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It’s been a crazy month for me now that I have directed my blog more towards food and events in London. I’d more or less forgotten that the lovely Tanya from Glam Glitz Gloss, took me to a press event for Wider Earth. I haven’t been to the Natural History Museum since I was 14. We went on a school trip, and all got drunk at 8am prompt on Archers we’d nicked from our houses. If you think that was rebellious we also held up notes in the window saying “help, our bus is being hijacked”. Yes, I am aware of how bad that is now.
Going to the Natural History Museum out of hours is an experience in itself, let alone to see a play. There’s something absolutely magnificent and creepy about being in that type of space in the dark hours. I’ve always wondered if they would hire it out for a party. They probably do if you are rich enough. We took a trip to the Jerwood Gallery for a behind the scenes look at what the play will be like when it starts on 13th October.
What is Wider Earth about?
Wider Earth follows the 22-year-old Charles Darwin on his life-changing voyage on the HMS Beagle. Some of Darwins most important discoveries happened on this voyage. Entertainment is mixed with non-fiction in the most fabulous way. I won’t give too much away because you really should go and see it – but the puppetry and the staging really are something else.
What makes Wider Earth different to other plays?
Well for a start, Wider Earth is staged at one of the worlds most famous museums. The stage is incredibly clever, rotating a full 360 degrees. The actual direction of the play is also astounding, ensuring that space is always used well. I actually asked the directors if they envisioned this play being staged on something so radically different to the standard proscenium arch stage that most theatres offer – and they didn’t! It really was just a happy coincidence that fell in to place for them. If you have kids, then one of the main reasons to give this a visit is the puppetry. I actually got to have a go with some of the puppets and they are amazing. I can’t begin to imagine how much time and effort has been put in to creating them. The puppeteers are very knowledgable (more so than me, who couldn’t even get one to move).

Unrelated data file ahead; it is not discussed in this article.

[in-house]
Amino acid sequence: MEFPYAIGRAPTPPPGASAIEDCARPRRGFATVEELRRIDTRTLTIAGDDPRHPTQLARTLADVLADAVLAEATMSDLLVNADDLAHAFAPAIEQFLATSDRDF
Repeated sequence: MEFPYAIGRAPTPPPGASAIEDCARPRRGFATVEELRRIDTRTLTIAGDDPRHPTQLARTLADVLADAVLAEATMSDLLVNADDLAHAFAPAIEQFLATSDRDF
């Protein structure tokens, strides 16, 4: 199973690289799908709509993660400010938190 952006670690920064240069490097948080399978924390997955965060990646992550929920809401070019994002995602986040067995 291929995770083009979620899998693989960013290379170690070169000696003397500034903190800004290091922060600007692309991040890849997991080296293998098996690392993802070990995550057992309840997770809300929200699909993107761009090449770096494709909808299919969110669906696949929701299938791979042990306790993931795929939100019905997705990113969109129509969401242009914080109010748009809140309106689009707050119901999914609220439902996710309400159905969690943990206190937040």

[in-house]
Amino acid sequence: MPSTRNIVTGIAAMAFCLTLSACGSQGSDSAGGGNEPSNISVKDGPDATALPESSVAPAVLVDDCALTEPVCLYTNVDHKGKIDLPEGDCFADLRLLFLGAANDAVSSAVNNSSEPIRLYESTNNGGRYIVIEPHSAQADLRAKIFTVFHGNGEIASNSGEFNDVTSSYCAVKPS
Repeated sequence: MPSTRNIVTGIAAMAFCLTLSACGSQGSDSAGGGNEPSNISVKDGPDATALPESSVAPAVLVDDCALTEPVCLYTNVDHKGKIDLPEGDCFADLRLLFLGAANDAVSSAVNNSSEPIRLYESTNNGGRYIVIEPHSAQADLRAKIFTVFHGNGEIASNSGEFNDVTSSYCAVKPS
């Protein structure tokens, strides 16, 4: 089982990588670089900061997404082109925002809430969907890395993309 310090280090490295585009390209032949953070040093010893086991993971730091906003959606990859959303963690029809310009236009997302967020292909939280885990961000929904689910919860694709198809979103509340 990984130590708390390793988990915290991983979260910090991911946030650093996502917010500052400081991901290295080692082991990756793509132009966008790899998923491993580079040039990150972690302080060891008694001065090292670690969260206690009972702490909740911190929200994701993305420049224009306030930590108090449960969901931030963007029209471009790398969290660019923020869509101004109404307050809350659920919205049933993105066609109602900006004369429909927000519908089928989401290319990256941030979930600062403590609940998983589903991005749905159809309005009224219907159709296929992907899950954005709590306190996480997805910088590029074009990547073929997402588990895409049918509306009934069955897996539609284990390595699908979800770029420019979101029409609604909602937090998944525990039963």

How can I see Wider Earth?
To see Wider Earth you will need to book tickets through the Natural History Museum website. The play will be “officially” showing from the 13th to the 30th of October, although you can book previews between the 2nd and 12th October. Tickets for Wider Earth start at £17.50 and there are some concessions available. If you are a member of the Natural History Museums membership programme then you may get tickets cheaper, so depending on what they are pricing like for your party you may be better joining it here.
Looking for somewhere to eat in London before you go?
Check out my food section for inspiration!
*Tanya and I were invited to a free press preview of Wider Earth in exchange for coverage about the event.